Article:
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U.S. Case Studies: An Introduction

M. Gordon Wolman

Department of Geography and Environmental Engineering, Johns Hopkins University

Although in very different settings, the U.S. study sites—South Florida in the southeastern United States and Chicago in the American Midwest—demonstrate the dynamic changes in population that have taken place over short periods of time in their histories and the massive alterations of the landscape that have accompanied changes in population, economy, technology, and policy (see map, p. 236).

SOUTH FLORIDA

Perhaps no single place in the United States illustrates the complex relation between population and land use more vividly than South Florida. South Florida lies in southernmost North America in the humid subtropical climatic zone. The region's mild winter climate and warm summer climate lend themselves to an extended growing season. Most years the area has no freezing temperatures and enjoys a growing season of more than 320 days. Crops could be grown throughout the year, but the stresses of the summer heat and humidity on most agricultural plants reduce yields.

The natural hydrologic system in South Florida before the government began drainage projects was extensive. A hydrologic conduit connected central Florida, just south of present-day Orlando, to the mangrove reaches of Florida Bay, gateway to the tropical Florida Keys. Water flowing through the Kissimmee River was impounded by Lake Okeechobee until breaching its low banks. From there it continued south through stretches of saw grass and deepwater sloughs until it reached the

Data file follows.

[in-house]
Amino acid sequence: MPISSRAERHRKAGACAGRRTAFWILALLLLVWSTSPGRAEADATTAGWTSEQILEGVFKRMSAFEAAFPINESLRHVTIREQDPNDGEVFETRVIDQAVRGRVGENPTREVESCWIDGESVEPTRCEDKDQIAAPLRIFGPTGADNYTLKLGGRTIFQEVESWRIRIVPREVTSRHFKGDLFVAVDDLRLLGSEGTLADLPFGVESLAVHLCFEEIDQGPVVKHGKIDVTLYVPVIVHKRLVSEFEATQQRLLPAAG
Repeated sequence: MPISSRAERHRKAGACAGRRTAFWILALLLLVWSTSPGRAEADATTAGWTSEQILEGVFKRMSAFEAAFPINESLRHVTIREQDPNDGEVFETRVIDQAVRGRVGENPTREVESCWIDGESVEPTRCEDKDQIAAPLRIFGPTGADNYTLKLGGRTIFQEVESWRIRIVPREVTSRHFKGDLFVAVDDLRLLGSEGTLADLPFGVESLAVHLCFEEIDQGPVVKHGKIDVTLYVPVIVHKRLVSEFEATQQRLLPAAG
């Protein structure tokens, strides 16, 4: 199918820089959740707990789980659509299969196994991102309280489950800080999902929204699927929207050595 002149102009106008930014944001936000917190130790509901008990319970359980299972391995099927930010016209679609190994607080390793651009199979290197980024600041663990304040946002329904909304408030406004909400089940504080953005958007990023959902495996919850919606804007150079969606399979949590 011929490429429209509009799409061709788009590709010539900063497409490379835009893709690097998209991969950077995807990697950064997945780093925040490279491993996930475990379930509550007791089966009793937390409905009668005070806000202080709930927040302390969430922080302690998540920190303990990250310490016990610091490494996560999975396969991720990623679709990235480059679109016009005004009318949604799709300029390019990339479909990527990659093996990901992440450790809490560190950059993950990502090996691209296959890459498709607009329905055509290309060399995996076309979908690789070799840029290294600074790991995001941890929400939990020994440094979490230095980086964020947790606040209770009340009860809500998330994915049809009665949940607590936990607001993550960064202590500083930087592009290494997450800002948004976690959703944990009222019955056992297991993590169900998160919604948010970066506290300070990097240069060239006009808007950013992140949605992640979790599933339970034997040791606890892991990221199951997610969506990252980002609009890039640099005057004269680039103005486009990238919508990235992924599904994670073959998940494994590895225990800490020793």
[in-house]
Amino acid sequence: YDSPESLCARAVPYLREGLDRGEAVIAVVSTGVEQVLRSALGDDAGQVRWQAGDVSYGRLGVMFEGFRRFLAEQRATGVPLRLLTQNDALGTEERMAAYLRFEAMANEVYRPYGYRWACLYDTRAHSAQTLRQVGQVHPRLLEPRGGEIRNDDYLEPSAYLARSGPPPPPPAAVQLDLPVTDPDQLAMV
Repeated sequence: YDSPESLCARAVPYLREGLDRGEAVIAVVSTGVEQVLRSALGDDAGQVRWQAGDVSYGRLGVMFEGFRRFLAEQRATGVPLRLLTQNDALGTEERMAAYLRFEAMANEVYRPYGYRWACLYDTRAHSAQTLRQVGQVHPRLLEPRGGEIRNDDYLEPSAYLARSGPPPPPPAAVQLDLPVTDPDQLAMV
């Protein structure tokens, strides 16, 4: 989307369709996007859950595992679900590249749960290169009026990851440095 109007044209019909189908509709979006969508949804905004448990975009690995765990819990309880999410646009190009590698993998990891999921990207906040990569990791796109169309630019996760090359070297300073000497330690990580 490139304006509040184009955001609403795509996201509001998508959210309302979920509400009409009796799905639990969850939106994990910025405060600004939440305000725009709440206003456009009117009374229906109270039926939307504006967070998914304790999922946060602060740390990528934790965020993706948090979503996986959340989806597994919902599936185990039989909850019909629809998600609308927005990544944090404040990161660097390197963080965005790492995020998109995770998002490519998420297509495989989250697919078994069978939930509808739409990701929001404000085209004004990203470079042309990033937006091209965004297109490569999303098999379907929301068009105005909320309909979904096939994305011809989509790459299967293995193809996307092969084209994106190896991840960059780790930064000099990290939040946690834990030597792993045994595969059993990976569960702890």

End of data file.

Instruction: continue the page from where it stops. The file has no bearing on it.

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Page 233 U.S. Case Studies: An Introduction M. Gordon Wolman Department of Geography and Environmental Engineering, Johns Hopkins University Although in very different settings, the U.S. study sites—South Florida in the southeastern United States and Chicago in the American Midwest—demonstrate the dynamic changes in population that have taken place over short periods of time in their histories and the massive alterations of the landscape that have accompanied changes in population, economy, technology, and policy (see map, p. 236). SOUTH FLORIDA Perhaps no single place in the United States illustrates the complex relation between population and land use more vividly than South Florida. South Florida lies in southernmost North America in the humid subtropical climatic zone. The region's mild winter climate and warm summer climate lend themselves to an extended growing season. Most years the area has no freezing temperatures and enjoys a growing season of more than 320 days. Crops could be grown throughout the year, but the stresses of the summer heat and humidity on most agricultural plants reduce yields. The natural hydrologic system in South Florida before the government began drainage projects was extensive. A hydrologic conduit connected central Florida, just south of present-day Orlando, to the mangrove reaches of Florida Bay, gateway to the tropical Florida Keys. Water flowing through the Kissimmee River was impounded by Lake Okeechobee until breaching its low banks. From there it continued south through stretches of saw grass and deepwater sloughs until it reached the